SOC Zoom Socials summary and next one

Great to see so many people for our SOC Zoom social last Thursday. 16 of us attended the first social of series 2 (series 1 was in the summer!) We discussed how we trained for orienteering and people gave some tips.

A rough summary:

  • David started by talking about how he mainly trains the physical side of things! How he goes for runs (a good proportion offroad) and how the Currie family keep active. Hanging controls at SCOA junior training was good technical practice
  • Julian talked about how he is fortunate to live in the countryside with good running and walking on his doorstep. Regular attender of the Weds Military League South events. And how his summer sport of target shooting compliments orienteering
  • Mary talked about how she would usually go to Romsey Rapids. Does some walking, cycling and exercise classes. Before big events, David and Mary look at old maps (from their archive back to 1972!) and discuss how they would tackle route choices.
  • Rob (me) talked about keeping active with running, cycling and yoga (Monday lunchtime being key post weekend). Tries to work on core and balance. Reflects on his training on Attackpoint and does some analysis and mapgeeking on Routegadget for big events.
  • Kris Jones (GB Elite orienteer and runner) training was also shown as a comparison. Shows how much time and effort an elite orienteer dedicates to training, regularly running 80-100 miles awake with long runs and big interval sessions. Plus I believe a lot of mental training.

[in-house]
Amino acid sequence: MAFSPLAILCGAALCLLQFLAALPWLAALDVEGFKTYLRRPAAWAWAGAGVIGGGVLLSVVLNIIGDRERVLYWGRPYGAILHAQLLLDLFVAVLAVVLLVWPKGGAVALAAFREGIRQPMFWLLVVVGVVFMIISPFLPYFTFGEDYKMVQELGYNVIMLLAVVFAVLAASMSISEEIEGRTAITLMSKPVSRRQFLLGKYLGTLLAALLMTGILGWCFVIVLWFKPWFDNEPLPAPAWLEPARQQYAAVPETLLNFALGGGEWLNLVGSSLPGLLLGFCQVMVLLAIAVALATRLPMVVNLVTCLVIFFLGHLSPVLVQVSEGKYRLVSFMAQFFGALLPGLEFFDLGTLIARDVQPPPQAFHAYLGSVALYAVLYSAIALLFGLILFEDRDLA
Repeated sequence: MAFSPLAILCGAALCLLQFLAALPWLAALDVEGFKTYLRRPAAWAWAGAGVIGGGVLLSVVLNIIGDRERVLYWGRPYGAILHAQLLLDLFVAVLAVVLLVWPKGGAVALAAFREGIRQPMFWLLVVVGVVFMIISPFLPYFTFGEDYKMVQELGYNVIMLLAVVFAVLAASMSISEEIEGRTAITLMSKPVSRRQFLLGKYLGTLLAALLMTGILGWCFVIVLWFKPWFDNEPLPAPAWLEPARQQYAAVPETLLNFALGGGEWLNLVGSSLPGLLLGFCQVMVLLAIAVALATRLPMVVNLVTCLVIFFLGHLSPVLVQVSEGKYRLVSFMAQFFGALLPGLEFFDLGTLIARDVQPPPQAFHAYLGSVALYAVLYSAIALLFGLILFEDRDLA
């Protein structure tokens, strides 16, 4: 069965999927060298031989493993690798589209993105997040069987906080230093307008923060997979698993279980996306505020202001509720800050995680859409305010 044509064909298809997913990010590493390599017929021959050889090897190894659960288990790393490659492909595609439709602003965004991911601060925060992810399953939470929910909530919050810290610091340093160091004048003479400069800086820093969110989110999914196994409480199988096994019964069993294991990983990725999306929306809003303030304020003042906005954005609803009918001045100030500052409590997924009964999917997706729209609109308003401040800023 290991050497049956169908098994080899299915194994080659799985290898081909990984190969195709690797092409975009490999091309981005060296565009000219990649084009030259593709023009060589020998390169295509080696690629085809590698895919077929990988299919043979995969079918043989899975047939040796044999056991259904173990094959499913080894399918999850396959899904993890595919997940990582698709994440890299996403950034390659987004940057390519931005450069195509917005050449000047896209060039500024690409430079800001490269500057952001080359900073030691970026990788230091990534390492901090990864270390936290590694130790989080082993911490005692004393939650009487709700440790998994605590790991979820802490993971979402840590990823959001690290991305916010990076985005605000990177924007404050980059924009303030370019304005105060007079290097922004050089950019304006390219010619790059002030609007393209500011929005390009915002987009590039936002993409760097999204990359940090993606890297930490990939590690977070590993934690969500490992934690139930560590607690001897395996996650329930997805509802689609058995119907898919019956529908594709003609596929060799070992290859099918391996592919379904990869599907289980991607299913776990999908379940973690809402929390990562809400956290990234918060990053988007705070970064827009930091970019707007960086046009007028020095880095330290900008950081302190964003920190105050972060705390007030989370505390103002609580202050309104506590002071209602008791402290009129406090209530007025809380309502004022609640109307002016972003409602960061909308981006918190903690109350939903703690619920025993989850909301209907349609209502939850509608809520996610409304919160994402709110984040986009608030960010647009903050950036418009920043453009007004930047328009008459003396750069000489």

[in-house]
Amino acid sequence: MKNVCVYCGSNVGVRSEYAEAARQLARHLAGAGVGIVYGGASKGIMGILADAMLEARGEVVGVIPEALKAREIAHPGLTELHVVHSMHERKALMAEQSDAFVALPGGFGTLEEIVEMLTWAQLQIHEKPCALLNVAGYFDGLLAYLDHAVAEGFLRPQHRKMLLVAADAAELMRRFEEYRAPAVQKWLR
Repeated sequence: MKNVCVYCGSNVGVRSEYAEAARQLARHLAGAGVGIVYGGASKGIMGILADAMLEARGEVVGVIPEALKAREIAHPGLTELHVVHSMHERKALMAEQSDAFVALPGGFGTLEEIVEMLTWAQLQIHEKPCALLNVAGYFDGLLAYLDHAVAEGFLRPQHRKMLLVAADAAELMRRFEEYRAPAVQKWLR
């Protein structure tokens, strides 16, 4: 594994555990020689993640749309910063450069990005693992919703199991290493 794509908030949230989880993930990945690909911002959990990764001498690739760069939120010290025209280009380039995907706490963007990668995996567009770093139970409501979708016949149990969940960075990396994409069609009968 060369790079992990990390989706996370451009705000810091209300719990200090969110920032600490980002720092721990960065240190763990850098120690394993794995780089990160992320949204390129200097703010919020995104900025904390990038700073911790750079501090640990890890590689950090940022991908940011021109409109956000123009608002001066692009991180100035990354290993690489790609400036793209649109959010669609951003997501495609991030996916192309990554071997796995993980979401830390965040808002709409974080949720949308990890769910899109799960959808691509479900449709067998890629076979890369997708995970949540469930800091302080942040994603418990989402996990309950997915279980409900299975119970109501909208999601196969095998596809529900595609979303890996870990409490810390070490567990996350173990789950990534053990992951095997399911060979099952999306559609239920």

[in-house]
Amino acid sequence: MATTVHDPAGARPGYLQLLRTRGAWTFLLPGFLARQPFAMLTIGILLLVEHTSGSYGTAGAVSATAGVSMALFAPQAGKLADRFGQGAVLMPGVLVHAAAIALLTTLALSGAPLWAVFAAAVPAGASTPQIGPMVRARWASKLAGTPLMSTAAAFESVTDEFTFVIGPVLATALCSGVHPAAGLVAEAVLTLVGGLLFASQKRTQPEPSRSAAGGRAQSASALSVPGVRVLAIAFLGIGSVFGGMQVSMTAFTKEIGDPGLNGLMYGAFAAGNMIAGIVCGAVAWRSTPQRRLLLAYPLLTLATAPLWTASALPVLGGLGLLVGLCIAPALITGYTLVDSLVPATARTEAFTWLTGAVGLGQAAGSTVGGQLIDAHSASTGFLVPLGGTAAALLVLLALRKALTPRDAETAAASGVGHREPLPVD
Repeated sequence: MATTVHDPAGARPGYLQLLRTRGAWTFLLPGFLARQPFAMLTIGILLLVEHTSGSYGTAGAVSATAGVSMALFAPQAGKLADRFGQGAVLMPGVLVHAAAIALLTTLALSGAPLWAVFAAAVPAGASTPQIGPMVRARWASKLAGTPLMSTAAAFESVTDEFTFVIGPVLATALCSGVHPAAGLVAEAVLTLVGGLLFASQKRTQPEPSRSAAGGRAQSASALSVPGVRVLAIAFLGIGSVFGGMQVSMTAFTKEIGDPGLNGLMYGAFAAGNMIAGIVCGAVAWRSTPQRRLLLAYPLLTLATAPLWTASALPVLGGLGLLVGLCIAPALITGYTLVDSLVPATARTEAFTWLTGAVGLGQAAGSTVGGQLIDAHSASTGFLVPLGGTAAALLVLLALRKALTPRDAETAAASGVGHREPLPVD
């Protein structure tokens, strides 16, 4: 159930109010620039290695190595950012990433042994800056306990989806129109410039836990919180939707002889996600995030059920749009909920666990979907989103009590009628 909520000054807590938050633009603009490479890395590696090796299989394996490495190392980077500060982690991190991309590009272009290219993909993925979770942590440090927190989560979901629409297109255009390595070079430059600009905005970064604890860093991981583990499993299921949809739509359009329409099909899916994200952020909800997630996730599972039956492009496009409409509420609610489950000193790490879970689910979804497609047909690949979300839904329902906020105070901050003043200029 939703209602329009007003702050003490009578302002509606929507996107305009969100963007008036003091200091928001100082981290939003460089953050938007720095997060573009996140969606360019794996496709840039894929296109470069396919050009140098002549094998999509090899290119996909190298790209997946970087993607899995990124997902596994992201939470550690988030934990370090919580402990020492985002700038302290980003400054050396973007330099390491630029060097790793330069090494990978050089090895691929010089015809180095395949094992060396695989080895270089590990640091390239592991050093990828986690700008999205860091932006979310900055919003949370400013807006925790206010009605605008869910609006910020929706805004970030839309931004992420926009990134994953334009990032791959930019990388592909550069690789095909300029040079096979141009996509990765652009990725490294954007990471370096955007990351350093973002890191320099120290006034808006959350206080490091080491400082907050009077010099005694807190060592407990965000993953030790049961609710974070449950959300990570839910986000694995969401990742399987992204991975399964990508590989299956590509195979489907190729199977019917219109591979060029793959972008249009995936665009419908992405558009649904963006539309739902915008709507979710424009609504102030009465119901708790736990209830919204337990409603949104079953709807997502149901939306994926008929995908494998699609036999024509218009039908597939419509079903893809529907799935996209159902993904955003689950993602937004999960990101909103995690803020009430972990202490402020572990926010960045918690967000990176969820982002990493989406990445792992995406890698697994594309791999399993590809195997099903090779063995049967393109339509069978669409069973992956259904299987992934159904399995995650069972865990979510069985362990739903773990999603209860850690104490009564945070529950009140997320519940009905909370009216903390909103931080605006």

Our next SOC Zoom social will be Thursday 3rd December at 20:00 for a debate on "Mental vs Physical, which is more important for Orienteering?" Same Zoom details as before. It should be a really interesting evening.

Looking forward to seeing you there.

Not sure if the summary covers all that was shared on the Zoom meeting but here are a couple of things that I have found to be helpful in improving my own Orienteering Skills. Firstly, Small local events are the ideal chance to practice skills and techniques. Rather than treat every event, including the Small ones, as another chance to thrash round as fast as you can. You can use these events to practice specific skills and improve areas of weakness.

Secondly, Over the years I have learnt a great deal from my fellow orienteers. We regularly adjourned to a hostelry after an event and used the opportunity to discuss various route choices and who selected the best options. Talking over your run while it is fresh in the mind is one of the key elements of coaching. Sharing views and opinions is a a great way to broaden your orienteering knowledge. Taking that knowledge and putting it in practice  at a small event is how I have managed to develop my O Skills.

Kevin B